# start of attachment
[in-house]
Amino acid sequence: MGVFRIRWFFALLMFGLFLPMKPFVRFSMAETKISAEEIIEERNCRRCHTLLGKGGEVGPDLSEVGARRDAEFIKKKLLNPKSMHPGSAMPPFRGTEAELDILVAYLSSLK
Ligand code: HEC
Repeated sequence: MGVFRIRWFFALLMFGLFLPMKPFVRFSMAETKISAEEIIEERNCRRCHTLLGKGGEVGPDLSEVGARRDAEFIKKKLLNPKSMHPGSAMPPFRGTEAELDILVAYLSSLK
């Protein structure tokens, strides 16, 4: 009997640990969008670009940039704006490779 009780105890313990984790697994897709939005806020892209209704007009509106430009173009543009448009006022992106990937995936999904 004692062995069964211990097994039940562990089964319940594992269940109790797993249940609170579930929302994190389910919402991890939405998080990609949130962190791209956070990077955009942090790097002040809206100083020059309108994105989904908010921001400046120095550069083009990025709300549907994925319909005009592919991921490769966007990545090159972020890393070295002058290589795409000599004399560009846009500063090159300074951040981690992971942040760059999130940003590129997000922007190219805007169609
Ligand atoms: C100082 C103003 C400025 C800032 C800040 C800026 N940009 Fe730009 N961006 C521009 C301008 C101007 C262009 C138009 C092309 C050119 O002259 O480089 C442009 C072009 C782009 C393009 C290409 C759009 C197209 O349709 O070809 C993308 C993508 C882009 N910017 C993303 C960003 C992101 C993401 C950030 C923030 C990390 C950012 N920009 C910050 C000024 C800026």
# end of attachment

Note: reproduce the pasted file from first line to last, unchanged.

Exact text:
[in-house]
Amino acid sequence: MGVFRIRWFFALLMFGLFLPMKPFVRFSMAETKISAEEIIEERNCRRCHTLLGKGGEVGPDLSEVGARRDAEFIKKKLLNPKSMHPGSAMPPFRGTEAELDILVAYLSSLK
Ligand code: HEC
Repeated sequence: MGVFRIRWFFALLMFGLFLPMKPFVRFSMAETKISAEEIIEERNCRRCHTLLGKGGEVGPDLSEVGARRDAEFIKKKLLNPKSMHPGSAMPPFRGTEAELDILVAYLSSLK
């Protein structure tokens, strides 16, 4: 009997640990969008670009940039704006490779 009780105890313990984790697994897709939005806020892209209704007009509106430009173009543009448009006022992106990937995936999904 004692062995069964211990097994039940562990089964319940594992269940109790797993249940609170579930929302994190389910919402991890939405998080990609949130962190791209956070990077955009942090790097002040809206100083020059309108994105989904908010921001400046120095550069083009990025709300549907994925319909005009592919991921490769966007990545090159972020890393070295002058290589795409000599004399560009846009500063090159300074951040981690992971942040760059999130940003590129997000922007190219805007169609
Ligand atoms: C100082 C103003 C400025 C800032 C800040 C800026 N940009 Fe730009 N961006 C521009 C301008 C101007 C262009 C138009 C092309 C050119 O002259 O480089 C442009 C072009 C782009 C393009 C290409 C759009 C197209 O349709 O070809 C993308 C993508 C882009 N910017 C993303 C960003 C992101 C993401 C950030 C923030 C990390 C950012 N920009 C910050 C000024 C800026």